What if the legendary investor Warren Buffett starts managing your investment portfolio? Man, what a day would that be! Forget the returns, the level of sophistication he would bring to your portfolio will certainly be unmatchable.
Warren Buffett and his investing values
We have grown used to seeing and reading about his investment philosophies all these years. Investors following his advice and investment actions have made enormous wealth over time. What if we manage to mirror his decision-making and investing values while managing our own funds?
One does not need a huge capital outlay to create a fortune. Though he sports a big-billionaire hat today, Warren Buffett started small and focused on discipline and a long investment horizon.
In his 40s, his net worth was close to US$40 million, while today, after 50 years, the number has grown to more than US$80 billion. Warren Buffett hardly sells any investment in the short term. As his famous saying goes, “If you don’t feel comfortable holding a stock for 10 years, you should not hold it even for 10 minutes.”
Warren Buffett began his position in Coca-Cola in 1988, and it is still one of the largest holdings of his investing conglomerate Berkshire Hathaway. This investment generates $1.75 million in dividends daily!!
Overcoming panic and greed
In March 2020, global stock markets crashed as investors panicked amid the dreadful pandemic. He educates investors to be fearful when others are greedy and greedy when others are fearful. Warren Buffett remained invested with the portfolio’s core holdings during the crash and sold off aviation and some other weaker stocks.
Interestingly, Buffett’s Berkshire Hathaway is currently sitting on a cash pile of more than USD $145 billion. Everyday investors might get carried away with such plenty of resources in hand and could compromise on the investing ethos.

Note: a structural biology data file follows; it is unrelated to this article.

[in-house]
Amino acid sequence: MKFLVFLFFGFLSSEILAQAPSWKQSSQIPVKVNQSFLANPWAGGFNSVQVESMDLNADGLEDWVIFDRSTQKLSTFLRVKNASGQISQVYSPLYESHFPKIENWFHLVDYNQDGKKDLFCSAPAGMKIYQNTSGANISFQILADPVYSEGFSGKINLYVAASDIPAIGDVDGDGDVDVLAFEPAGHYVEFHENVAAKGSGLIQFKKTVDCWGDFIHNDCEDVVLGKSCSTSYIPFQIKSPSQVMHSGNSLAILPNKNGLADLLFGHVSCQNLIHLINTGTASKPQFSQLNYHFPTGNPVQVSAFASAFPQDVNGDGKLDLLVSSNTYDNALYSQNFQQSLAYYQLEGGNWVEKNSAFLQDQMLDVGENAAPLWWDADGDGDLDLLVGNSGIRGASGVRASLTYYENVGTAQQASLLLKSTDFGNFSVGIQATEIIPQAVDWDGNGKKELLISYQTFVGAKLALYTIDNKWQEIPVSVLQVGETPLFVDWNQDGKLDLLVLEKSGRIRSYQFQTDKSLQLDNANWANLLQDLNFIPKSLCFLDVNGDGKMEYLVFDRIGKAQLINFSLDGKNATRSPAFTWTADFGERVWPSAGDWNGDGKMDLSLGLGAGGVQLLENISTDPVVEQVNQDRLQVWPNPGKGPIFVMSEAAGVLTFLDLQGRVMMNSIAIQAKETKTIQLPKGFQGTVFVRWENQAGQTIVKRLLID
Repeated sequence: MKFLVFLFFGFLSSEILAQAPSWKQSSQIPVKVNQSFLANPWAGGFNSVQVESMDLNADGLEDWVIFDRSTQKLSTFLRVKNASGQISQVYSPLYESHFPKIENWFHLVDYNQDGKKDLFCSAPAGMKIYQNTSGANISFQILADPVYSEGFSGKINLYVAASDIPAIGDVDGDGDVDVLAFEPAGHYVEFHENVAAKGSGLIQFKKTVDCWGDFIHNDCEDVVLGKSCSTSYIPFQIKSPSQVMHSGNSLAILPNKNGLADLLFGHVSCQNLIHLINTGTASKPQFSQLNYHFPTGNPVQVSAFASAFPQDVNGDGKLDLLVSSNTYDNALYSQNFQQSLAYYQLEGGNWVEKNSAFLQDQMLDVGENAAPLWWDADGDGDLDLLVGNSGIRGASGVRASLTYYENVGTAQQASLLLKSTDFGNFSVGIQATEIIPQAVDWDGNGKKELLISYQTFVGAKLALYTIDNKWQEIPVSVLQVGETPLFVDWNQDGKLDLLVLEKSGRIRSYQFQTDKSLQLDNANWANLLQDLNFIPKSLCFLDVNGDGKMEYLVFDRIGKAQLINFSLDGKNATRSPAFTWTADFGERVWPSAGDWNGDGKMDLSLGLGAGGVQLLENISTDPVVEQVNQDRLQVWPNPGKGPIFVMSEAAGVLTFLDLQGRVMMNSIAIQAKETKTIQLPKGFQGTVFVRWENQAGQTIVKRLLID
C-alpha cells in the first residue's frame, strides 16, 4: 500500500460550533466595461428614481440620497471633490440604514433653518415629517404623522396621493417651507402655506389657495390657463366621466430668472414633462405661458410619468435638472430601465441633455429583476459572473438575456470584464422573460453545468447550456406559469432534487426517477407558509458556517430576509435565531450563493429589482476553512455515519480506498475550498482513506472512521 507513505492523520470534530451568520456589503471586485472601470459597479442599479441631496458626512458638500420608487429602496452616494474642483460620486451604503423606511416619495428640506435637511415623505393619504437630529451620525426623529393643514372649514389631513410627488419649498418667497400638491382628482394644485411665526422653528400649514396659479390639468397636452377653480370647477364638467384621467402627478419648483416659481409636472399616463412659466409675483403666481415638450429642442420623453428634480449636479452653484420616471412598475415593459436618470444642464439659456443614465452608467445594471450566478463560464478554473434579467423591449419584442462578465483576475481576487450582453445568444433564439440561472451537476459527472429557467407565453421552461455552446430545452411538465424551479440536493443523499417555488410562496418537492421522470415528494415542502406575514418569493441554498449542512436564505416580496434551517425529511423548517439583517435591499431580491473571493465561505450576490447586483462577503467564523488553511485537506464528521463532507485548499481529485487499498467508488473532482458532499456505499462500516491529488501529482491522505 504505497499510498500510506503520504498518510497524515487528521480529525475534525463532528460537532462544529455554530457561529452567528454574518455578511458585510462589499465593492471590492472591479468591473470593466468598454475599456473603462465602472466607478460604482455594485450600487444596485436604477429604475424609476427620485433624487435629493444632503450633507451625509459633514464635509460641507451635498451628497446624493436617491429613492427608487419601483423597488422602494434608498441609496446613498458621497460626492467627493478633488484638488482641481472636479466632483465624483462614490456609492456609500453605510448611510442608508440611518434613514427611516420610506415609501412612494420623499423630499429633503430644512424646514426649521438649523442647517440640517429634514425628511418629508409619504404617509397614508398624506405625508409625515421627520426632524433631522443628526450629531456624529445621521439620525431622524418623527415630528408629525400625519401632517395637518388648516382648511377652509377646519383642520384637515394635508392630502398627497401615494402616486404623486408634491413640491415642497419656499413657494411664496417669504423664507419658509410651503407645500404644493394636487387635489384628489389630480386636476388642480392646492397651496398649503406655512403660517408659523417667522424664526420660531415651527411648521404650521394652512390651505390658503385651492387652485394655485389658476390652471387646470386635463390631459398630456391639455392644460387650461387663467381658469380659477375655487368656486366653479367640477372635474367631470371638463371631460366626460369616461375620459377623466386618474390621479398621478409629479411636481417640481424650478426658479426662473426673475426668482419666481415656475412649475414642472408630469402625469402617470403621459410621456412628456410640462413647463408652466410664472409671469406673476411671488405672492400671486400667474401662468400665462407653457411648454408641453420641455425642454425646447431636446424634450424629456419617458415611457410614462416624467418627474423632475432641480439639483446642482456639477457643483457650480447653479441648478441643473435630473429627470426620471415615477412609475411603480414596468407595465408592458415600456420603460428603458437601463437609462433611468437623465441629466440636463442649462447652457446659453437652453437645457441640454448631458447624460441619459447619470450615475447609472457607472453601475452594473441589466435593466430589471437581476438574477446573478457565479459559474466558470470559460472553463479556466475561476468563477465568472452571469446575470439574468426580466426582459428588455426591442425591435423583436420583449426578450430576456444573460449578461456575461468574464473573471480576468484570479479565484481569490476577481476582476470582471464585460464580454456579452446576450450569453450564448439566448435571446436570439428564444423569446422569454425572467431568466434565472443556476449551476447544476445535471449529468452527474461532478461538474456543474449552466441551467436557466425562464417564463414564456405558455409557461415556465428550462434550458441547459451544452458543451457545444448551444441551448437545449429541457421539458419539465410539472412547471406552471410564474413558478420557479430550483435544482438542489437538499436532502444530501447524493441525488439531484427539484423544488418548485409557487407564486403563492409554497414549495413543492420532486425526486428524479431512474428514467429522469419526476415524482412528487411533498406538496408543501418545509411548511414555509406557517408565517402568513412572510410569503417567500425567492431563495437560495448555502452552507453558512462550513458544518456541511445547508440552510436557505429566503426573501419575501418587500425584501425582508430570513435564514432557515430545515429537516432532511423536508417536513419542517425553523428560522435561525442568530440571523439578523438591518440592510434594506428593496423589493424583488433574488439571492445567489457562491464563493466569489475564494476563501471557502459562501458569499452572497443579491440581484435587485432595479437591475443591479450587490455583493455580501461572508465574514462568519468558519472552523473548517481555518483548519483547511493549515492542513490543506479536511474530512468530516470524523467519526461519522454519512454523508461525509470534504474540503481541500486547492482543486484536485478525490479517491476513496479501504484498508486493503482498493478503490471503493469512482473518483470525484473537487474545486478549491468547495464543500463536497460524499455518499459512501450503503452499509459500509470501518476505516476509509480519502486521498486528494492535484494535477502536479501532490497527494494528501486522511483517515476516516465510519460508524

However, Warren Buffett has stayed on the sidelines and avoided any big purchases in the last few years. He’s been playing it safe all these years and could be waiting for some big opportunity.
As he once stated in a letter to shareholders, “It’s far better to buy a wonderful company at a fair price than a fair company at a wonderful price.”
Does he see another market crash?
However, I don’t think he expects another market crash. Berkshire Hathaway has been betting big on Canadian integrated energy company Suncor Energy (TSX:SU)(NYSE:SU). Despite the gloomy outlook for the energy sector, the investing conglomerate has raised its position in Suncor Energy stock in 2020.
Suncor has a presence in the entire energy supply chain and could be Buffett’s one of the top recovery plays for 2021. At 4%, Suncor pays stable dividends, which Buffett is a big fan of.
Buffett insists on investing only in those companies that are easy to understand. He devotes plenty of time to reading and investigating financial reports of the companies. But this would be very tedious for novice investors.
They don’t have time and expertise to understand the financial lingos. Buffett thinks index funds are apt for these kinds of investors.
An index fund is a basket of stocks that provides coverage to the entire broader market. Instead of picking specific top-performing stocks, index funds give a combined, diversified representation.
Canadian investors can consider iShares Core S&P 500 Index ETF (TSX:XSP) (CAD hedged) if you want to bet on the top companies south of the border. The fund has Apple, Facebook, and Amazon among its top holdings.
It has returned more than 250% in the last decade, including dividends. Index funds like XSP provide diversification, stability and decent return potential.
Warren Buffett might never handle our investments directly. But if we follow and implement his investing values, it will certainly make us better investors.
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John Mackey, CEO of Whole Foods Market, an Amazon subsidiary, is a member of The Motley Fool’s board of directors. Randi Zuckerberg, a former director of market development and spokeswoman for Facebook and sister to its CEO, Mark Zuckerberg, is a member of The Motley Fool's board of directors. Fool contributor Vineet Kulkarni has no position in any of the stocks mentioned. David Gardner owns shares of Amazon, Apple, and Facebook. Tom Gardner owns shares of Facebook. The Motley Fool owns shares of and recommends Amazon, Apple, Berkshire Hathaway (B shares), and Facebook and recommends the following options: long January 2022 $1920 calls on Amazon, long January 2021 $200 calls on Berkshire Hathaway (B shares), short January 2021 $200 puts on Berkshire Hathaway (B shares), short December 2020 $210 calls on Berkshire Hathaway (B shares), and short January 2022 $1940 calls on Amazon.